Friday, August 31, 2012

Two Crazy Goals

It's 18 minutes past 12am, but the novel is finished at 60,126 words. And I finished reading The Manhattan Project at 11:17pm.

The novel has been verified as being over 50,000 words, so I've won another Camp NaNoWriMo— my 9th win of 9 participations in OLL events.

With the end of the novel and the end of The Manhattan Project marks the end of the time I spend working beyond 'lights out.'

I can't wait for tomorrow night. The light is going to shut off and I am going to  sleep without worrying about whether or not I'm letting myself down.

But now there is a question. Why would I spend so much time on something that has no tangible reward? On writing a book that didn't have to be finished today (once you hit the 50,000 words, you don't have to worry about whether or not the novel is finished, according to the OLL guidelines), or on reading a book whose criteria for selection was 'an orange cover.'

The reason for reading the book is a 'Rainbow Challenge' issued by my reading group. The 'orange' book must be read in August. Not completing the orange book means that you've lost the Rainbow Challenge, which ends on December 31st. I couldn't let that happen.

But as in the beginning of the month I was working every spare moment at the camp presentation, and secondly, the NaNoWriMo novel, I wasn't interested in reading. Not at camp, not on the plane… it was when I reached London that I realized I needed to get to work.

As for the novel, I had 41,051 words when I reached London. I needed 8,949 words to win Aug NaNo '12. But in order to finish the story, I realized that I needed 60,000 words.

From past experience, I've noted that if I don't finish a novel within the contest time limits, it's exponentially harder to continue it afterward. That incredible drive to finish before the deadline no longer exists, especially in November. So I pushed myself to reach 'The End' tonight.

It meant writing 18,949 words in three days. It meant reading a 448 page book in three days. It meant squeezing in at least 6 hours of work and 7 hours of reading into three days of incredibly busy sightseeing.

In the past three days, we've seen the British Library, Westminster Abbey, the British Museum, Buckingham Palace, and various bus and underground stations. Sightseeing has taken up every 'daylight hour' of the past three days. Is it any wonder I've had to stay up late in order to complete the goals I set for myself on August 1st?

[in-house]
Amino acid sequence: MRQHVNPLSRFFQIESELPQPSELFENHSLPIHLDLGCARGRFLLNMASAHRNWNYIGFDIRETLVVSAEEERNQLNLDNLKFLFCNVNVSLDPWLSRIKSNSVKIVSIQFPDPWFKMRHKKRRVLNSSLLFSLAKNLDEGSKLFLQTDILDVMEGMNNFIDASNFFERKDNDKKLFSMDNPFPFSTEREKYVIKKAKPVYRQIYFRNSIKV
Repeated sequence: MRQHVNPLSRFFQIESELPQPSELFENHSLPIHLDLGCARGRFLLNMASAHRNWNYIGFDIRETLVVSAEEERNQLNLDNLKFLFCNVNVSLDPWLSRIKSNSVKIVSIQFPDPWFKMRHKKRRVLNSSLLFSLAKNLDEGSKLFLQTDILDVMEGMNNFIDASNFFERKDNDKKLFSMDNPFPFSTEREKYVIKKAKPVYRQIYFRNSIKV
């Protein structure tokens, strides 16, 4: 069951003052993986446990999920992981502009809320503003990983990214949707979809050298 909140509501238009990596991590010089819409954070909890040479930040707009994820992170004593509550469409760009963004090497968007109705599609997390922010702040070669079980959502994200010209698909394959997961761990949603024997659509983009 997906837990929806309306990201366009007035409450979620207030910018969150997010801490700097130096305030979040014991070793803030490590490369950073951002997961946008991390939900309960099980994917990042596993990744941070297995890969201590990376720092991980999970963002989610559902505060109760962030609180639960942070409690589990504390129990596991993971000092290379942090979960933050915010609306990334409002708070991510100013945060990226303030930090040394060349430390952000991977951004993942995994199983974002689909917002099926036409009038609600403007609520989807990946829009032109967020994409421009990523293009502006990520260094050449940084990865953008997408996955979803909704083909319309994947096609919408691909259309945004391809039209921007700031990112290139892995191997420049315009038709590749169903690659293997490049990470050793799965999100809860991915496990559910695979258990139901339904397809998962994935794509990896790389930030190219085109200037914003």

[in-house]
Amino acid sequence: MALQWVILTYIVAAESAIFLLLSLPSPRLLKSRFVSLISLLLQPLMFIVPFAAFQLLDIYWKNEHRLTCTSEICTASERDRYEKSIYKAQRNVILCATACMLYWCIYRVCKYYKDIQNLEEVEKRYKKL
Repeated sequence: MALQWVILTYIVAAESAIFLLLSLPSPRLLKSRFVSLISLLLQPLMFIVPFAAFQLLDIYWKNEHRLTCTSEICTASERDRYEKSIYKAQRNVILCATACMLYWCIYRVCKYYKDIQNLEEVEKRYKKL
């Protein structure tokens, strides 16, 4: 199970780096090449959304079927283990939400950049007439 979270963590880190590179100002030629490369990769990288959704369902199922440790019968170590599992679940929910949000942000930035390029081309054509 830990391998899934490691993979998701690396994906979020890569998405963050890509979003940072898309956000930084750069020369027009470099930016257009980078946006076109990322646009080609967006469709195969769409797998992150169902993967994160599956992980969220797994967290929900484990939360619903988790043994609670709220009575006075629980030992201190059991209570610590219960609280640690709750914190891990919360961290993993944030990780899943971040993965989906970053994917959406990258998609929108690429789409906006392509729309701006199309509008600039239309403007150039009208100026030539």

Yes, it's crazy. There is no earthly reason why I should spend precious sleep hours reading about the creation of the atomic bomb, or writing a convoluted story about messed up people who don't exist anywhere but in my head.

But I like to think that beyond being crazy, this is real-world practice. This is an exercise in self-discipline, one of the hardest things a human being can master.

By pushing myself to finish two goals that are inconsequential to the rest of the world, two goals which in the past three days I've been questioning the sanity of, I'm going to be training myself for the real-world problems that will arise in anything I choose to do. Whenever I feel like giving up, this is the dialogue that will play in my head: "I really wanted this some time ago. Now, when the going is hard, I don't seem to want it so much. But I know that if I give up now, I will not be able to live the disappointment of giving up on myself."

That is why I have persisted in finishing Incense and The Manhattan Project. That is why I haven't gone to bed before midnight for the past three days. That is why I've been ignoring the obvious signs that my entire family thinks I'm nuts.

Because at some point in my life, all this determination to complete the goal is going to pay off.

Note: I realize that this world is about 190 words longer than it should be. As none of it is filler, I feel it is alright.

2nd Note: The book is The Manhattan Project: The Birth of the Atomic Bomb in the Words of Its Creators, Eyewitnesses, and Historians, edited by Cynthia C. Kelly, President of the Atomic Heritage Foundation

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